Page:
John LeCarre's spy thriller is brought to the big screen. A British spy is banished to Panama after having an affair with an ambassador's mistress. Once there he makes connection with a local tailor with a criminal past and connections to all of the top political and gangster figures in Panama. The tailor also has a wife, who works for the canal administrator, and a huge debt. The spy's mission is to learn what the President intends to do with the Panama Canal, but he's really in business for himself, blackmailing the tailor into spinning a fantastic tale about the canal being sold to China and former mercenaries ready to topple the current government. Written by
John Sacksteder <email@example.com>
Good, entertaining and worthwhile, but not quite great
Geoffrey Rush is excellent as Harry, an Englishman with a sadly shady past who has re- invented himself in Panama as the best tailor in the country, making clothes for the rich and politically powerful. Into his world comes Osnard, played by Pierce Brosnan. A morally corrupt, self-serving MI6 spy, sent to Panama as a last chance after seducing a Euro diplomats wife.
Many were bowled over by the irony of casting Brosnan, so associated with James Bond, as this much realer, creepier Bond alter ego. A man who is handsome, and self-confident, but whose endless seduction of women seems smarmy not sexy, and who delights in screwing other people while profiting himself.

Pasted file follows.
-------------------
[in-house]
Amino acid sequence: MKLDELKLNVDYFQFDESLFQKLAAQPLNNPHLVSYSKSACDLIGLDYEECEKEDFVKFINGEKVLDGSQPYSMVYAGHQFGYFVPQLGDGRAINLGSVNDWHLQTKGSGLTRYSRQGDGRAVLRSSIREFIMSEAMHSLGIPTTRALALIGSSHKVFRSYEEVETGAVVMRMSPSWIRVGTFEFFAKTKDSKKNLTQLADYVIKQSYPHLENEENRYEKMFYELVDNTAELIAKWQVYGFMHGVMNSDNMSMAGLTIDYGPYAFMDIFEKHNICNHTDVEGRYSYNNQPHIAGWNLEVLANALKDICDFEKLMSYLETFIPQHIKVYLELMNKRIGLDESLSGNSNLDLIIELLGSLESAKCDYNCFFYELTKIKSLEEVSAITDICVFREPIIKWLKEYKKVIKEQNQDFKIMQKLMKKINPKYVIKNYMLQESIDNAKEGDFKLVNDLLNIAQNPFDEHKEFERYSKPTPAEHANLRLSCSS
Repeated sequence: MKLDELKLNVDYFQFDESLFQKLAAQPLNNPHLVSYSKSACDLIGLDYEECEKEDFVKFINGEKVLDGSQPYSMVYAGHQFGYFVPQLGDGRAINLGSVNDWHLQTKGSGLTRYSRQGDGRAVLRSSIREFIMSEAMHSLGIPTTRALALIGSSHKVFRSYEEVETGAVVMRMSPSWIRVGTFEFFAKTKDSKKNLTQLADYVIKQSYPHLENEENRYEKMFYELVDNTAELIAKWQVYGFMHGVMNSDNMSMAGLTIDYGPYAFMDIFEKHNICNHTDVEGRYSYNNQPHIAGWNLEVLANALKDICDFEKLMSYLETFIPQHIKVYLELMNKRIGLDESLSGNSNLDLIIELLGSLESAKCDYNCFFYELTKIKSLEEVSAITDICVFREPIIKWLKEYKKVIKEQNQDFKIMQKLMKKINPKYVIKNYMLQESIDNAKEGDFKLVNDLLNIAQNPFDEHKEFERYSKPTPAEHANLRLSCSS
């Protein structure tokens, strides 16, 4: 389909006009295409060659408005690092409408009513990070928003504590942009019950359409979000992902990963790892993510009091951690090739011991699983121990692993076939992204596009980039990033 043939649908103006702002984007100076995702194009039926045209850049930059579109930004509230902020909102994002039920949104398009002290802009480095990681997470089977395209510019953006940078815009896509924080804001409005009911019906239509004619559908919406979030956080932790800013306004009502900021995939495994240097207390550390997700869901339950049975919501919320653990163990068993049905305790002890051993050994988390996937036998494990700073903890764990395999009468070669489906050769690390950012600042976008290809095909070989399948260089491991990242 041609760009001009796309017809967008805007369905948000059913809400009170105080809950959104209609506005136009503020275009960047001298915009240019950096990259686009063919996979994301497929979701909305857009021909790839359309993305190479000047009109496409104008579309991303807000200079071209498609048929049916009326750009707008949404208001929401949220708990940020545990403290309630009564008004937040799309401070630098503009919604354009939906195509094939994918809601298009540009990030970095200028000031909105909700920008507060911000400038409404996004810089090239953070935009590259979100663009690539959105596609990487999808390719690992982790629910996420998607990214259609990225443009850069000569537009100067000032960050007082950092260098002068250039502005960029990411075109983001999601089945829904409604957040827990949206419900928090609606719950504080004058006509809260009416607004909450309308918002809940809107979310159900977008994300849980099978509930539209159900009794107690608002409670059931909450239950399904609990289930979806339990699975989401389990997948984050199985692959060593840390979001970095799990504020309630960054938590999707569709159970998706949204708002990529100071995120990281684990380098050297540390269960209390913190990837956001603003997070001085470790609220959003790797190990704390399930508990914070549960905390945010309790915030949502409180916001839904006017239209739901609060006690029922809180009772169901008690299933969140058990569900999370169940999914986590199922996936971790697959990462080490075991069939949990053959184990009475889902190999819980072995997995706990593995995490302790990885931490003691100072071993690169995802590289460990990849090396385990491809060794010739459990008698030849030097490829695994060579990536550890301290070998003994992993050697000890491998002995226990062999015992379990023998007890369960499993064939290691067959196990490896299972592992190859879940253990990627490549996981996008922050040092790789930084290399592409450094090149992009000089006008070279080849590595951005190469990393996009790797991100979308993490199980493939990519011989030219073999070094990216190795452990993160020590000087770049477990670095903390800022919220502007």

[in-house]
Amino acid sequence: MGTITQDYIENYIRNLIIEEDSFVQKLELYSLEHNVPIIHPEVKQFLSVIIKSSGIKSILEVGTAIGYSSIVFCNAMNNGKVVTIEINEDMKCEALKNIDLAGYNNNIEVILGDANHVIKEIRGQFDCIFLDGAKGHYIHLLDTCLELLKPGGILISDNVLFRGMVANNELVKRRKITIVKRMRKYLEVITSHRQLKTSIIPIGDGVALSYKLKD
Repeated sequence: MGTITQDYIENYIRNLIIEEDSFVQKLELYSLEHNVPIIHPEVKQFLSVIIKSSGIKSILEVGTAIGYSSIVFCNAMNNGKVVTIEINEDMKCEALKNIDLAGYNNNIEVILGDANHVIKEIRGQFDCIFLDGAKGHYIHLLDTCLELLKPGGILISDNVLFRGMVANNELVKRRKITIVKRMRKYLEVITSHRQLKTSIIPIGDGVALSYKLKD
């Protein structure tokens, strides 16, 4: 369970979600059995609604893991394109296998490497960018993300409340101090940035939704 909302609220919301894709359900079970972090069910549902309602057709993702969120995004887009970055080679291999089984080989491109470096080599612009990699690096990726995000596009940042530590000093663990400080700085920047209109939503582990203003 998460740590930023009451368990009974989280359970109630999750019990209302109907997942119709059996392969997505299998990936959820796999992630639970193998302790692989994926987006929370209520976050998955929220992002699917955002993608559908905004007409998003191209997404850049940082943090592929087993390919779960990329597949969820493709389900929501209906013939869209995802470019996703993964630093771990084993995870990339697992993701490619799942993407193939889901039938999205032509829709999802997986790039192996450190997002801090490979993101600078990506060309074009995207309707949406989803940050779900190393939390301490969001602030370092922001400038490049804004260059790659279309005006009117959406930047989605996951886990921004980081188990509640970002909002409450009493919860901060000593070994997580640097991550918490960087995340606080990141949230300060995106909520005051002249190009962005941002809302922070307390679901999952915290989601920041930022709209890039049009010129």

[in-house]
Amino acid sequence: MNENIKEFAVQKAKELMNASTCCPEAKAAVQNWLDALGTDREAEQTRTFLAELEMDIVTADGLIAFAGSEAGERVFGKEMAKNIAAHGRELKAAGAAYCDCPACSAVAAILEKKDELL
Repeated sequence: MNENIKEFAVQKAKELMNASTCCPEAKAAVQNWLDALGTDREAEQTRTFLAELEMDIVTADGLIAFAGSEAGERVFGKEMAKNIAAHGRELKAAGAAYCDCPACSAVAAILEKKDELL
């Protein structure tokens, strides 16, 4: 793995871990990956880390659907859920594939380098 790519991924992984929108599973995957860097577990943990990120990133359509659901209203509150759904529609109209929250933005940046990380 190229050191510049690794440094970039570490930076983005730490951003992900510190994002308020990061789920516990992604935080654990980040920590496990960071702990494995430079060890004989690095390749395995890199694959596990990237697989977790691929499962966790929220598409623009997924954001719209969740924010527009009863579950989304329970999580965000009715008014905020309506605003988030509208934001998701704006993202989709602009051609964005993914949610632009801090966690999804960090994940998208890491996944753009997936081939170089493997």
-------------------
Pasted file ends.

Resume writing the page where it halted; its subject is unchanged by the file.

For me the casting was actually problematic. Brosnon's terrific, but the irony is so distractingly obvious, that it pulled me out of the story, and made me think too much about film and our hero images instead of simply accepting the character. Beyond that, Osnard is drawn a little too broadly for my taste. He's so transparent, I have a hard time he gets anyone to trust him even for a moment. If his inner self-serving pig were a bit better hidden, it might have given the audience more to unravel, and make other characters' willingness to do his bidding a bit easier to buy.
The mix of tones also was a bit of a misfire for me. Never quite darkly funny enough to ascend into true satire, but certainly never edgy enough to be taken seriously, there's a lack of danger here. Unlike 'Dr. Strangelove', we never really think Harry and Osnard's games will reduce Panama to a pile of rubble, and the intimation of it seems false and a bit silly.
Yet, all that complaining is because the movie is good enough, smart enough, brave enough and entertaining enough that I felt frustrated it didn't quite work as brilliantly as is should. But I'd certainly still recommend it, in spite of my long winded misgivings, and I'm also willing to give it another look.
6 of 7 people found this review helpful.
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